Séan Billings said...

I see no reason why you couldn't "can condition" in the same way as you bottle condition. Soft drinks are more highly carbonated than even the fizziest of beers and soft drinks cans can easily hold far higher pressures than necessary to carbonate beer.

Cooking Lager said...

To a customer that has never purchased a product before, the packaging is all there is to indicate quality. A premium soup in a box in the fridge section, for instance. Would it sell if it was canned and sat next to other canned soups that ranged from value, to own brand, to brand etc, if priced at current levels (£2 a box compared to 50p a can)?

Many punters would see it, but would they pay the premium for a more expensive can of soup like they do for “fresh” soup? Both box and can are pasteurized products, and the box really doesn’t really need to be fridged if still sealed. With boxes of orange juice, the box shape indicates a price point, and none of it needs to be fridged but nothing says “fresh” like fridging it.

When you look at beer as the commodity it is, and look at how most people buy products, most packaging isn't about efficiency or cost, it is about a marketing message to the consumer. Would craft pongy ale stand out and command its price point if packaged like lovely cooking lager to new customers?

DM said...

You can put live beer in a can. Its not the explosivity that's the problem - after all, you'd think this would be much more problematic in glass containers - they collapse when you try & stack pallets of them.

Neil, said...

Some great points made here, couldnt agree more.

I think that the quality of the beer is what matters, not the dispense.

I wrote about Brewdog Punk in cans and whether it's the first true 'craft beer' in a can to be sold in the UK. I'm inclined to think it is, because of the light filtration and non-pasturised nature of the beer.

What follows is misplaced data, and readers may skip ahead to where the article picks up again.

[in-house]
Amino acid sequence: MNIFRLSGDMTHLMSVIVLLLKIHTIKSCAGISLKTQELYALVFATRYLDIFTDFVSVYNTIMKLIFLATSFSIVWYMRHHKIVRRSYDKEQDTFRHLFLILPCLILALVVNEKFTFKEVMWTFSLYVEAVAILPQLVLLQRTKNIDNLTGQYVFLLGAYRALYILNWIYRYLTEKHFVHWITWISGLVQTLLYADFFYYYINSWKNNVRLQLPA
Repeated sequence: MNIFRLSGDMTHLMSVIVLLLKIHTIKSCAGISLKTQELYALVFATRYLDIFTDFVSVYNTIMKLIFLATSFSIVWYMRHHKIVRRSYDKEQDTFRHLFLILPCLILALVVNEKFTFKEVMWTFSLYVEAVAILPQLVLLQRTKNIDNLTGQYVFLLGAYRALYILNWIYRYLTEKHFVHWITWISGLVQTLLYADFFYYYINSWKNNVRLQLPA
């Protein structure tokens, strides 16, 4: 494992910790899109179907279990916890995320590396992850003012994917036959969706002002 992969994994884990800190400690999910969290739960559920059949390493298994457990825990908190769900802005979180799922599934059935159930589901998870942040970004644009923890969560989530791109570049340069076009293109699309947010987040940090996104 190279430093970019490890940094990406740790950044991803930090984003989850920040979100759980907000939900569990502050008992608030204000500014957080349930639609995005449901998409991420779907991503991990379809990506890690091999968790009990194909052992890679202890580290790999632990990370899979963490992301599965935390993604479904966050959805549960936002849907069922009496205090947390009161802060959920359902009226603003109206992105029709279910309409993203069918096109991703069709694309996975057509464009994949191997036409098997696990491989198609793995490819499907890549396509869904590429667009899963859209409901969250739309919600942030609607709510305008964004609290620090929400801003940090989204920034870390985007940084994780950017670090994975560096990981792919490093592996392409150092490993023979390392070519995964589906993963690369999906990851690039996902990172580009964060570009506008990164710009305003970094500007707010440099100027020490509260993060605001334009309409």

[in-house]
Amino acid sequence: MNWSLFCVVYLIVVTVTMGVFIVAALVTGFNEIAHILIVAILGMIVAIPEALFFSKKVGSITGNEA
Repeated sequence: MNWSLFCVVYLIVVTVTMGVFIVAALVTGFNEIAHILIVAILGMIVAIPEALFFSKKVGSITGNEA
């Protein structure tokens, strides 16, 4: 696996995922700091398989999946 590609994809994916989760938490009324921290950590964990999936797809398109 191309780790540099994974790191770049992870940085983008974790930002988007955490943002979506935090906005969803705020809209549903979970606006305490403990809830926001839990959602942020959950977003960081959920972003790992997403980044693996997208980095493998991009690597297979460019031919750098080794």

anyway, have a look at my blog post if you like. I'd love to know any comments you may have.

Kitchen Stools Direct said...

"unless you're Corona and you can convince the gullible that sticking lime in the top is a Mexican tradition to keep out flies, not to cover up the fetid stench of light strike as the hop oils degrade into something resembling a damp corgi who's been rolling in a swamp."


Angus Boag said...

Coopers Dr. Tims Traditional Ale is conditioned in the can...

Unknown said...

Thanks for the post. The Session round-up is now live:

Melissa Cole said...

I am so sorry that all the comments on this were only just moderated, I stupidly imagined I would get emails to tell me, this didn't happen, I am a luddite!


@Cookie - education, education, education; I thought I'd use that as Labour doesn't seem to need it any more

@everyone who pointed out can conditioning can work, thank you!

@Neil - BrewDog, as ever, getting slightly carried away with their own importance; Utobeer and Beer Ritz have been selling Caldera from the States in cans for some time, also can they say that Fuller's, Hall & Woodhouse and others that can their beer aren't craft brewers? It's a better-designed can for beer as it's got a special lining and is the same one as used for soft drinks, like the size and think it's a brilliant idea, I'm right behind it, just not going to buy into the hype either!

@Kitchen thank you! I must confess I giggled as I wrote it!